While it may be easy to pigeonhole Price’s exhibition as merely a innovative but wholly aesthetic exploration of horizontal composition within art, there is definitely a substantial political dimension to the exhibition that is felt more tangibly when visiting the exhibition than when reading the book that accompanies it. The inclusion of YBA artist Gavin Turk’s Nomad, a vagrants sleeping bag cast in bronze and painstakingly painted in extreme detail, powerfully conveys the vulnerability of those who must sleep unprotected by property as the piece occupies the floor space between numerous hung photos of rough sleepers provided by the likes of Yto Barrada and David Goldblatt. Price’s use of these artists’ creations to communicate this uniquely vulnerable but ongoing part of our society is perhaps one of the most politically and emotionally charged parts of the exhibition. New Stone by Katrina Palmer a piece included on the peripheries of the exhibition, and excluded from the book expounds a more broad kind of social commentary. Palmer’s work, a large installation made from writing in marker and chalk is inscribed directly onto the wall of the gallery, indicating that Price’s exhibition has succeeded in dominating the space in which it is displayed not only visually and sonically but also physically. The art itself is simply a long passage, questioning what our society is truly made up of by musing about what would be left in the archeological sense millenniums after our civilizations are gone. Price’s arrangement of works does succeed in subtly holding up a mirror to the viewers own human nature and role in modern society and so there is (to quote the curator herself) an ‘emotional coherence and political purpose’ to the exhibition.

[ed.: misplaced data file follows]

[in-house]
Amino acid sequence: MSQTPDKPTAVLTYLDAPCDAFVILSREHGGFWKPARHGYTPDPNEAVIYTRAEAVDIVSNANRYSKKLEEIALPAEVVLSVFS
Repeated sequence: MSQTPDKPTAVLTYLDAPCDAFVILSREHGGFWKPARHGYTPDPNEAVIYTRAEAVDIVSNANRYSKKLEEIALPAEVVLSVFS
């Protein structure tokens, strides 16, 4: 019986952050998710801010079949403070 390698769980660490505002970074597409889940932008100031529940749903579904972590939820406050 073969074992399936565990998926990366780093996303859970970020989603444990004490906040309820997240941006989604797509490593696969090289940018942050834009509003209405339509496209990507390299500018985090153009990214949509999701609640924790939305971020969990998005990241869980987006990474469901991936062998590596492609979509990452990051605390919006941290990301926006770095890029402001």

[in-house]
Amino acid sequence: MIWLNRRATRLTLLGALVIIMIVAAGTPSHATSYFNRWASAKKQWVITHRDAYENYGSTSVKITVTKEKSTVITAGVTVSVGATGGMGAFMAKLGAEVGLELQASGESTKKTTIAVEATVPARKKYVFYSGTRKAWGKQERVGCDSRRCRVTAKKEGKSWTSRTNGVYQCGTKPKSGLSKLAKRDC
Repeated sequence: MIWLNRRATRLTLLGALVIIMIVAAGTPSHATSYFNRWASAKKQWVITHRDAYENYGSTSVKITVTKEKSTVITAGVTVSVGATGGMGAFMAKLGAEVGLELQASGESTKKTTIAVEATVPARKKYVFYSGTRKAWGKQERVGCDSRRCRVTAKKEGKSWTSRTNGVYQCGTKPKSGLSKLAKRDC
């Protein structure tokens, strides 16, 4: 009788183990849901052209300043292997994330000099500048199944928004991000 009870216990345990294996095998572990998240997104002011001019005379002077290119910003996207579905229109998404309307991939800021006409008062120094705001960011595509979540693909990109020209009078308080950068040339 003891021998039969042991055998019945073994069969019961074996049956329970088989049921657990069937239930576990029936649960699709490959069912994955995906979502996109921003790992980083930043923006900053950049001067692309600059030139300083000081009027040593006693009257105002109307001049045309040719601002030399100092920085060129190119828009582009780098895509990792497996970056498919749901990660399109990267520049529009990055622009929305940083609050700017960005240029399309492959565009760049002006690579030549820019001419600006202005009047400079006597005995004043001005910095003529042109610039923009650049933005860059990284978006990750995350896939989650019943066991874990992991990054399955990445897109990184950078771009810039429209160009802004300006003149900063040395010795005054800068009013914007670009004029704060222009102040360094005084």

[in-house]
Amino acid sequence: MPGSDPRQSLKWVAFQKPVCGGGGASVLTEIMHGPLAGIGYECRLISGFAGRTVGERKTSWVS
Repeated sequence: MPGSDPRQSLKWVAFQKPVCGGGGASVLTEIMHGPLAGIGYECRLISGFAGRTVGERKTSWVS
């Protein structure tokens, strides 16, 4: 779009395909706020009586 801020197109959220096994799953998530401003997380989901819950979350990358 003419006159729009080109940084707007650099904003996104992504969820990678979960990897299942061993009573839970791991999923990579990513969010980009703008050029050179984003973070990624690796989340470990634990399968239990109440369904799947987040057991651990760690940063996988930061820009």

The largest triumph of Price’s exhibition is its accomplishment in gently pushing the boundaries of what it means to curate as a form of art and not just an arrangement of art. Price within ‘IN A DREAM’ provides a beautiful example for the relatively new denomination of artist-curators to follow by making bold decisions but achieving a subdued effect. One of these ‘bold decisions’ was the pioneering choice to layer art in the same way an artist might layer paint or mediums as she places Carter’s DEMO TOURING TEENAGERS piece on top of Vito Acconci’s sloping piece of architectural carpentry which he entitled Seedbed. The effects of going ahead with this layering are numerous and largely subjective, but the main effect is that two pieces of art are fused and so become an entirely new piece of art that the curator (Price) has in a sense made. The combination of so many similar and contrasting works gives each piece of art a new meaning within the exhibition, allowing each artwork to deliver a new message. This is the true ‘joy’ and success that is to be found in Price’s work, the fact that she has taken a collection of somewhat loosely collected pieces of art and created a way for viewers to see them in an utterly new light.
Words: Obiora Elliott, member of the Whitworth Young Contemporaries Photo: Elizabeth Price Curates The Whitworth by Michael Pollard
IN A DREAM YOU SAW A WAY TO SURVIVE AND YOU WERE FULL OF JOY is curated by Turner Prize-winner Elizabeth Price 10 June – 31 October 2016 The Whitworth